Jedidah Isler: The untapped genius that could change science for the better (Links to an external site.)Links to an external site.

Beay Lotto + Amy O’Toole: Science is for everyone, kids included (Links to an external site.)Links to an external site.

Tyler DeWitt: Hey science teachers –make it fun (Links to an external site.)Links to an external site.

Rachel Pike: The science behind a climate headline (Links to an external site.)Links to an external site.

Mae Jemison: Teach arts and sciences together (Links to an external site.)Links to an external site.

Dan Ariely: Beware of conflicts of interest (Links to an external site.)Links to an external site.

James Randi: Homeopathy, quackery, and fraud (Links to an external site.)Links to an external site.

Molly Crockett: Beware neuro bunk (Links to an external site.)Links to an external site.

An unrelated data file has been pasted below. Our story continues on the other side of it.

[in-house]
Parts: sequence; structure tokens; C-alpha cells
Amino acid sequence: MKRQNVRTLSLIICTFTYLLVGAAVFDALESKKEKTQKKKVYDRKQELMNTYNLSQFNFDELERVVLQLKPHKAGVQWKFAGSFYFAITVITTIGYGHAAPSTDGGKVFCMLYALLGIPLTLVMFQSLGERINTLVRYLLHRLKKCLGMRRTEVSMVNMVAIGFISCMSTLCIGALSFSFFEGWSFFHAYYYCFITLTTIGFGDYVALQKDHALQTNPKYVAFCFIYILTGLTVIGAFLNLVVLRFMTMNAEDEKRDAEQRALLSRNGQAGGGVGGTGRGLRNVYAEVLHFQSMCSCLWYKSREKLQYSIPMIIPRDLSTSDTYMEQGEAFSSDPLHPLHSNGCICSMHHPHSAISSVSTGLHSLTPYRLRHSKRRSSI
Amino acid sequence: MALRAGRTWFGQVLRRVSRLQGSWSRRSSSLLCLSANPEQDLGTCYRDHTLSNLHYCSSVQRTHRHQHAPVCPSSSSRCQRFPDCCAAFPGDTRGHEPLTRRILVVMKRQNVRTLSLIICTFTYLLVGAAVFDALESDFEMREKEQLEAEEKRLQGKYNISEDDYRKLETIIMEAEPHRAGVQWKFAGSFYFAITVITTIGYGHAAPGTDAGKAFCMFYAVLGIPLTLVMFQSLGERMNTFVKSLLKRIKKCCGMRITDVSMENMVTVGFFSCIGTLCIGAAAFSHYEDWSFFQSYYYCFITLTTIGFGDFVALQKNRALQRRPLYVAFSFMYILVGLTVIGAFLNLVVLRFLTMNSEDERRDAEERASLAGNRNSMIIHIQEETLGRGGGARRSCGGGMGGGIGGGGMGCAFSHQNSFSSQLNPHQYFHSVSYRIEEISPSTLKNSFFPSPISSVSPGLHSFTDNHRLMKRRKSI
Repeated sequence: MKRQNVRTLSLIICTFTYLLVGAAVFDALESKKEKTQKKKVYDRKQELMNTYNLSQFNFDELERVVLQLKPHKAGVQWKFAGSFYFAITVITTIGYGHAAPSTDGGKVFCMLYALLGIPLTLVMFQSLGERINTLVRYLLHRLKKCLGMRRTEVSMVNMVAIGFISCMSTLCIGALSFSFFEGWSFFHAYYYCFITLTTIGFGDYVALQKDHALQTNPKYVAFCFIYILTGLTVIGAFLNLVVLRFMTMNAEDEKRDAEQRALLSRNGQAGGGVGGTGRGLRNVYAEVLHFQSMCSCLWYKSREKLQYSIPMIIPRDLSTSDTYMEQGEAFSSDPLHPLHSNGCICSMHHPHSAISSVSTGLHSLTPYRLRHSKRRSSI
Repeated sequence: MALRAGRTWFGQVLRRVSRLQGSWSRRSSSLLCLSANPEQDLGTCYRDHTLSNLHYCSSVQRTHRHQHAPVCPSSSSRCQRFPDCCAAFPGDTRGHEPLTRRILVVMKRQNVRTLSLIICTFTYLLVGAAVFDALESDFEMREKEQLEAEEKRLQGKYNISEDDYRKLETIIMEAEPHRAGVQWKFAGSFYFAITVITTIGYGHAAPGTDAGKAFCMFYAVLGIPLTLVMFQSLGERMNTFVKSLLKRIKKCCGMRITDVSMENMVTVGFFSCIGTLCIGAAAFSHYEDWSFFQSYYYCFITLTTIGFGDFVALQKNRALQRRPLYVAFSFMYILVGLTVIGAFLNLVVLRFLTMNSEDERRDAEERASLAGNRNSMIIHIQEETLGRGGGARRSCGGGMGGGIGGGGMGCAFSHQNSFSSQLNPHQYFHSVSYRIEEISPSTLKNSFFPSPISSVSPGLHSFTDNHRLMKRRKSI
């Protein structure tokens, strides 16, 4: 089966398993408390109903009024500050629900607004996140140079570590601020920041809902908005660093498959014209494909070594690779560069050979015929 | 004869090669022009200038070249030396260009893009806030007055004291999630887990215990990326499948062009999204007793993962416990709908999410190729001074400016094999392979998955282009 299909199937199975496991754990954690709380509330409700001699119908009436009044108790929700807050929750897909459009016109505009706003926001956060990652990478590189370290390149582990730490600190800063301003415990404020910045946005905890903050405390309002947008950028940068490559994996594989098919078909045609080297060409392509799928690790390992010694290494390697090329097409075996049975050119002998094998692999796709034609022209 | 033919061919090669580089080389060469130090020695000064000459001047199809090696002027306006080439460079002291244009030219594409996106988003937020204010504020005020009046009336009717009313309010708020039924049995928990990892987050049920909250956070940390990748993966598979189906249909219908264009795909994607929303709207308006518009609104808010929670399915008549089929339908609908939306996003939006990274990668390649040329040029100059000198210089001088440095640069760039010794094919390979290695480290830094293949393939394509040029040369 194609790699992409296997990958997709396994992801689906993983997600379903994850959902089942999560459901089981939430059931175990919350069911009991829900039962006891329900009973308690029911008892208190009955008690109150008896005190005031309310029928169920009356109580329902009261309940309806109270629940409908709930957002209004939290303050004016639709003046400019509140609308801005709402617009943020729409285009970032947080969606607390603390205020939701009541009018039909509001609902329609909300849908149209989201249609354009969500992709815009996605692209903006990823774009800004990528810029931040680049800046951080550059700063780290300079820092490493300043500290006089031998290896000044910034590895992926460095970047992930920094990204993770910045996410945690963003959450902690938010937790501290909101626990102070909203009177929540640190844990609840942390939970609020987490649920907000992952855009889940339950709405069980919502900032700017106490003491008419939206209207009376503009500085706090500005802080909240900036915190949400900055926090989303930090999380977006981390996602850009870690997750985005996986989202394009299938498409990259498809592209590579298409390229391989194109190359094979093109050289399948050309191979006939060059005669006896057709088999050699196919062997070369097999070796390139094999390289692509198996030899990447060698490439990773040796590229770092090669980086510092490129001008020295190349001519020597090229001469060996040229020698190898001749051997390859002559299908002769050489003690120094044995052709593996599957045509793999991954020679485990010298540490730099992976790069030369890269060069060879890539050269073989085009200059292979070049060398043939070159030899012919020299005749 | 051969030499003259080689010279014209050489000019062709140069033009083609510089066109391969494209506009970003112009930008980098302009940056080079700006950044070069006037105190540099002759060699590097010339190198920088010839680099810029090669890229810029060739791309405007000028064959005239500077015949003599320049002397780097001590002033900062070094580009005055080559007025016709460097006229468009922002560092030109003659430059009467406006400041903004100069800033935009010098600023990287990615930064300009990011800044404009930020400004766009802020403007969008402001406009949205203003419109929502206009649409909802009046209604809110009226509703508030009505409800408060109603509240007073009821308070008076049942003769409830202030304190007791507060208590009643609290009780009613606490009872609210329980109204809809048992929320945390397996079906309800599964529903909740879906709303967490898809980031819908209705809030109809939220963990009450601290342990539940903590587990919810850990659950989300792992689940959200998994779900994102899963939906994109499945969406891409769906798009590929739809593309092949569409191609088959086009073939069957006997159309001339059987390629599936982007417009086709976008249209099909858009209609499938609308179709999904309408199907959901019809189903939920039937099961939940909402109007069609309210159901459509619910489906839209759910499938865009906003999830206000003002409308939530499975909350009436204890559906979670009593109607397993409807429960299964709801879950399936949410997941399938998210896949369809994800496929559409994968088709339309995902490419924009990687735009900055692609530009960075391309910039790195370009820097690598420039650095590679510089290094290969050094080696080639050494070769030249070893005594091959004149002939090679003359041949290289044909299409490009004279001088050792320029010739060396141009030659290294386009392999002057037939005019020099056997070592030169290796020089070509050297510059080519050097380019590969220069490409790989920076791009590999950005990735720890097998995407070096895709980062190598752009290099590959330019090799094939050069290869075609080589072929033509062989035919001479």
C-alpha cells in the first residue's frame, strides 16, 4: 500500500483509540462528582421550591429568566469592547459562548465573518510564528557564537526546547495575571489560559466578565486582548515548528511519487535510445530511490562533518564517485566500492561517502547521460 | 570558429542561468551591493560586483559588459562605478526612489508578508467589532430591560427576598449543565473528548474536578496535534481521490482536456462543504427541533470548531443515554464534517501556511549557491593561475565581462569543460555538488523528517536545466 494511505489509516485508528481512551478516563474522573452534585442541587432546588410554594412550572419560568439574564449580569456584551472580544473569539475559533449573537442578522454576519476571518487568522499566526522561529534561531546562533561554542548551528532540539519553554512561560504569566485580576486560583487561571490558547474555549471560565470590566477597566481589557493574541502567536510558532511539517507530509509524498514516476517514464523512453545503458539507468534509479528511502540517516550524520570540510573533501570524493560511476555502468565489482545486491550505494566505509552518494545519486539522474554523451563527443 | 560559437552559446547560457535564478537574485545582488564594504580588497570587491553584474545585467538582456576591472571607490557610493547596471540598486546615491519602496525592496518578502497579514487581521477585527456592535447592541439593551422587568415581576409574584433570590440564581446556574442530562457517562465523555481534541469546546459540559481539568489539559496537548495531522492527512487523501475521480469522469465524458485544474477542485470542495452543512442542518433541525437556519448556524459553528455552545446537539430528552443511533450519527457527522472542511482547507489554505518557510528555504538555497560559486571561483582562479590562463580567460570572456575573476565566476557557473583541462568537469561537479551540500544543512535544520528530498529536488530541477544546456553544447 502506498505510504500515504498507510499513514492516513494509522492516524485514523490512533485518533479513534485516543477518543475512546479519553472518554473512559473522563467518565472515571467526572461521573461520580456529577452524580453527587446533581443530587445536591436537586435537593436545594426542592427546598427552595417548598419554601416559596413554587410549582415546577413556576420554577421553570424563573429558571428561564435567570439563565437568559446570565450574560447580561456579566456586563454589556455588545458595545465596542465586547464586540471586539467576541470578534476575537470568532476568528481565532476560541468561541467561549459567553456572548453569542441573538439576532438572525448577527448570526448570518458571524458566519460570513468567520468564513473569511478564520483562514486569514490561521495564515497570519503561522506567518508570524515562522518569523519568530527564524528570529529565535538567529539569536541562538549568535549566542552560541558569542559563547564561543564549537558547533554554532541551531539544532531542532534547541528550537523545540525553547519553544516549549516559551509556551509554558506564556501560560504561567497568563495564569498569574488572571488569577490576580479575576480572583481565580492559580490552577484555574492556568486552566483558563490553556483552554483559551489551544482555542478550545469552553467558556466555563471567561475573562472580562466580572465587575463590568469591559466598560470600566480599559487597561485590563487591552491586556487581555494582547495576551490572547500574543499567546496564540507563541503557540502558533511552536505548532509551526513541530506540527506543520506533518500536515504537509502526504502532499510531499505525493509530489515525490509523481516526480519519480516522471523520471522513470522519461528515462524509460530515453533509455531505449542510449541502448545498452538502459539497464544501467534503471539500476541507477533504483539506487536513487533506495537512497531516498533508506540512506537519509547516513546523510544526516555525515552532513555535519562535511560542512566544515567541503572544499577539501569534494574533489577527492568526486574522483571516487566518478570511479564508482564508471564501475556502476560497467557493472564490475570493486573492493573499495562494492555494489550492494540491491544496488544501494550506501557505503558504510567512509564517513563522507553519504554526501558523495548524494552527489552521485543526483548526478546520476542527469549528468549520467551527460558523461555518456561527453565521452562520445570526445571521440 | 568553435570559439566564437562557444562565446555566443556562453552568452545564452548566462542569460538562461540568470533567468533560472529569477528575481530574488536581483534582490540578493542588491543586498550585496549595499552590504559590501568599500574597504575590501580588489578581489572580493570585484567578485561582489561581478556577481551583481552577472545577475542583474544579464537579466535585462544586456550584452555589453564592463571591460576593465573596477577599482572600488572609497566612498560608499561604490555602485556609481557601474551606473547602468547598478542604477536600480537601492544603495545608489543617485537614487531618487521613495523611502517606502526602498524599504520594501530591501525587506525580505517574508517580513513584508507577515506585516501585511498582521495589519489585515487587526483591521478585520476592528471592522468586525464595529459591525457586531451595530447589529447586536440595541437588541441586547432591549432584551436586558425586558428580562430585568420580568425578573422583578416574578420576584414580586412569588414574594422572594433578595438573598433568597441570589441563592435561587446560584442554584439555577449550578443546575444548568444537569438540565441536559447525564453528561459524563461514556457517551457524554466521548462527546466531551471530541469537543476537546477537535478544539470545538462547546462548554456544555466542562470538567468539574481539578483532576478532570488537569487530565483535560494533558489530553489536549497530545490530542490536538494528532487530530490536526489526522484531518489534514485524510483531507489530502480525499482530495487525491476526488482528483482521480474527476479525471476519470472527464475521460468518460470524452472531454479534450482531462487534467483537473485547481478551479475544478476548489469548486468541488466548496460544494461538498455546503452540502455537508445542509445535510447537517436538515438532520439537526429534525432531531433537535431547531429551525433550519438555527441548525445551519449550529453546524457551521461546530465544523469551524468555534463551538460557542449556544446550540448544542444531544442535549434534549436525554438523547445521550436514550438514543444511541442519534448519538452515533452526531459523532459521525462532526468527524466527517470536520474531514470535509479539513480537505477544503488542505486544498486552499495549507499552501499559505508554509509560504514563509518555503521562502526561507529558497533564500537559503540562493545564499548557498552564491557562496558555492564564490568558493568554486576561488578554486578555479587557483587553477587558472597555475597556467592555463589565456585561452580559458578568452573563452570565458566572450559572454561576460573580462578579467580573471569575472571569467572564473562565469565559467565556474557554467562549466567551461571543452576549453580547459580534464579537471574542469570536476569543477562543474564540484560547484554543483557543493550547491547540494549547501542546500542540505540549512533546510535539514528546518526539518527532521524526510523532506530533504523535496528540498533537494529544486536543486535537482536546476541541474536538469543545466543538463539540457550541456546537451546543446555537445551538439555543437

Lee Smolin: Science and democracy (Links to an external site.)Links to an external site.

Michael Shermer: Why people believe weird things (Links to an external site.)Links to an external site.

Vanessa Ruiz: The spellbinding art of human anatomy (Links to an external site.)Links to an external site.

Neri Oxman: Design at the intersection of technology and biology (Links to an external site.)Links to an external site.

Heather Barnett: What humans can learn from semi-intelligent slime (Links to an external site.)Links to an external site.

Carrie Poppy: A scientific approach to the paranormal (Links to an external site.)Links to an external site.

Adam Savage: How simple ideas lead to scientific discoveries (Links to an external site.)Links to an external site.

Richard Dawkins: On our queer universe (Links to an external site.)Links to an external site.

Ben Goldlacre: Battling bad science (Links to an external site.)Links to an external site.